• The one-point compactification of the set of positive integers is homeomorphic to the space consisting of K = {0} U {1/n | n is a positive integer.} with the order topology.
  • The one-point compactification of n-dimensional Euclidean space Rn is homeomorphic to the n-sphere Sn. As above, the map can be given explicitly as an n-dimensional inverse stereographic projection.
  • Since the closure of a connected subset is connected, the Alexandroff extension of a noncompact connected space is connected. However a one-point compactification may "connect" a disconnected space: for instance the one-point compactification of the disjoint union of \kappa copies of the interval (0,1) is a wedge of \kappa circles.
  • The Alexandroff extension can be viewed as a functor from the category of topological spaces to the category whose objects are continuous maps c: X \rightarrow Y and for which the morphisms from c_1: X_1 \rightarrow Y_1 to c_2: X_2 \rightarrow Y_2 are pairs of continuous maps f_X: X_1 \rightarrow X_2, \ f_Y:

Y_1 \rightarrow Y_2 such that f_Y \circ c_1 = c_2 \circ f_X. In particular, homeomorphic spaces have isomorphic Alexandroff extensions.

See also


  • Template:Springer
This article was sourced from Creative Commons Attribution-ShareAlike License; additional terms may apply. World Heritage Encyclopedia content is assembled from numerous content providers, Open Access Publishing, and in compliance with The Fair Access to Science and Technology Research Act (FASTR), Wikimedia Foundation, Inc., Public Library of Science, The Encyclopedia of Life, Open Book Publishers (OBP), PubMed, U.S. National Library of Medicine, National Center for Biotechnology Information, U.S. National Library of Medicine, National Institutes of Health (NIH), U.S. Department of Health & Human Services, and, which sources content from all federal, state, local, tribal, and territorial government publication portals (.gov, .mil, .edu). Funding for and content contributors is made possible from the U.S. Congress, E-Government Act of 2002.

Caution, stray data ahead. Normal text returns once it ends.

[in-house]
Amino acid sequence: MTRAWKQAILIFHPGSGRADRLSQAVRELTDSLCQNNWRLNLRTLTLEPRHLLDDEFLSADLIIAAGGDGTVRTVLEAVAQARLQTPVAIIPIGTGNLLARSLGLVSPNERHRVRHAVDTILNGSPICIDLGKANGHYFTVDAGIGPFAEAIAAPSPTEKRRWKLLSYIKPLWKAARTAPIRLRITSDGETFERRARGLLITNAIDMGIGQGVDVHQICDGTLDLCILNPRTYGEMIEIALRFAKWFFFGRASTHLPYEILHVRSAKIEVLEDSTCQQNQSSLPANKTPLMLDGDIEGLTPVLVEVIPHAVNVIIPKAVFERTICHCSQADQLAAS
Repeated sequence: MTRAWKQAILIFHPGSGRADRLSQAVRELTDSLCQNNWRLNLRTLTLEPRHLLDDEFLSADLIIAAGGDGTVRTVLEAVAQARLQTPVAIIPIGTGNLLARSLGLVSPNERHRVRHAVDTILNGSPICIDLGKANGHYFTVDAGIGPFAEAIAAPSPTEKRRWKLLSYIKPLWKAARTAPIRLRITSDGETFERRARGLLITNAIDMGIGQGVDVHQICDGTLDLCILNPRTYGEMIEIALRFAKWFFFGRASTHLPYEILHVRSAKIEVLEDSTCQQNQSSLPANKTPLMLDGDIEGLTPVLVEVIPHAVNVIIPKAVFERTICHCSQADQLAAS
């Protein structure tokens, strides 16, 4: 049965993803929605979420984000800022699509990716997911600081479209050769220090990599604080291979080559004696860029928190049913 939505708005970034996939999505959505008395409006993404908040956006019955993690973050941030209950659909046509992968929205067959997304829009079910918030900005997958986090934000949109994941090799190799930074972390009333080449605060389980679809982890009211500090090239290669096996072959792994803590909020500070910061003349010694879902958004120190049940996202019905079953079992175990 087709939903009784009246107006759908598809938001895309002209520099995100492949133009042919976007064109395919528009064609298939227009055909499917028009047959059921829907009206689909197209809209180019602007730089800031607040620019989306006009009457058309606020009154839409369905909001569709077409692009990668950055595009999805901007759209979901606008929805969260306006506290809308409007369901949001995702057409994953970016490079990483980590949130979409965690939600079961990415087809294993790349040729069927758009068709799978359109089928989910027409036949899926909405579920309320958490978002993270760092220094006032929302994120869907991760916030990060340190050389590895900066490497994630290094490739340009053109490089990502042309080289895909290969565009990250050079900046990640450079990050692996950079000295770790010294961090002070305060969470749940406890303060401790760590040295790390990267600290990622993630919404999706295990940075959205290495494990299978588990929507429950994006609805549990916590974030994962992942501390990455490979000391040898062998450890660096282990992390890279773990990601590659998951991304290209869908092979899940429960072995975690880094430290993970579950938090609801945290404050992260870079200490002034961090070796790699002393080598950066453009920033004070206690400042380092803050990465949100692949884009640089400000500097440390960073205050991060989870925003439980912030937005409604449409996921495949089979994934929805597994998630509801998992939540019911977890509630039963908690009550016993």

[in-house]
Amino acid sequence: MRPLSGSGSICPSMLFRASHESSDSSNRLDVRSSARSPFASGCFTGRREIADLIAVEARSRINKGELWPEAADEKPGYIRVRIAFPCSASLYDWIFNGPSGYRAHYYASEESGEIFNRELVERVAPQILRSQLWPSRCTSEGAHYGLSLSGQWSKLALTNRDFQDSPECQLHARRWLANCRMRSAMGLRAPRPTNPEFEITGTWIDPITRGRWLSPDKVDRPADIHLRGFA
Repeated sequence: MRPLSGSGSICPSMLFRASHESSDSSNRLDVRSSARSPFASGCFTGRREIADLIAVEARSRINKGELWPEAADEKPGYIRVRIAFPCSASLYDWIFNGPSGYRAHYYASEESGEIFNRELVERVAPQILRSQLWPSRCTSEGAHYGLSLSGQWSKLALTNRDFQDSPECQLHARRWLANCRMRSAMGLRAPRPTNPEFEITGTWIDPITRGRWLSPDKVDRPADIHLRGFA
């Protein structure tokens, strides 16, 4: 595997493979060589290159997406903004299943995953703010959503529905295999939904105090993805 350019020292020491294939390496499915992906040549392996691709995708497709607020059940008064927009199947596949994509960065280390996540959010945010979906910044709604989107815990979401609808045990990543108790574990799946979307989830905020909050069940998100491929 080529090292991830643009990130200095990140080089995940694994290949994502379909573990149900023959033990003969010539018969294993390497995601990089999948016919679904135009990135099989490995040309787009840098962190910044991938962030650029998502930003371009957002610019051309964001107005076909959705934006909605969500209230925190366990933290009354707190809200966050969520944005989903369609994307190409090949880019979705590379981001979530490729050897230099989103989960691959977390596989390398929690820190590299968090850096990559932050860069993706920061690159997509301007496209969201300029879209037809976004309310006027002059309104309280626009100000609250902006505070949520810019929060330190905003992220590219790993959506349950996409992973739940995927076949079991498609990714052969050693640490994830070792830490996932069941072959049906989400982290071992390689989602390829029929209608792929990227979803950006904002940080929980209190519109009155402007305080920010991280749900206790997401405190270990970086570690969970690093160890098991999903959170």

Crowd sourced content that is contributed to World Heritage Encyclopedia is peer reviewed and edited by our editorial staff to ensure quality scholarly research articles.
By using this site, you agree to the Terms of Use and Privacy Policy. World Heritage Encyclopedia™ is a registered trademark of the World Public Library Association, a non-profit organization.

Copyright © World Library Foundation. All rights reserved. eBooks from Project Gutenberg are sponsored by the World Library Foundation,
a 501c(4) Member's Support Non-Profit Organization, and is NOT affiliated with any governmental agency or department.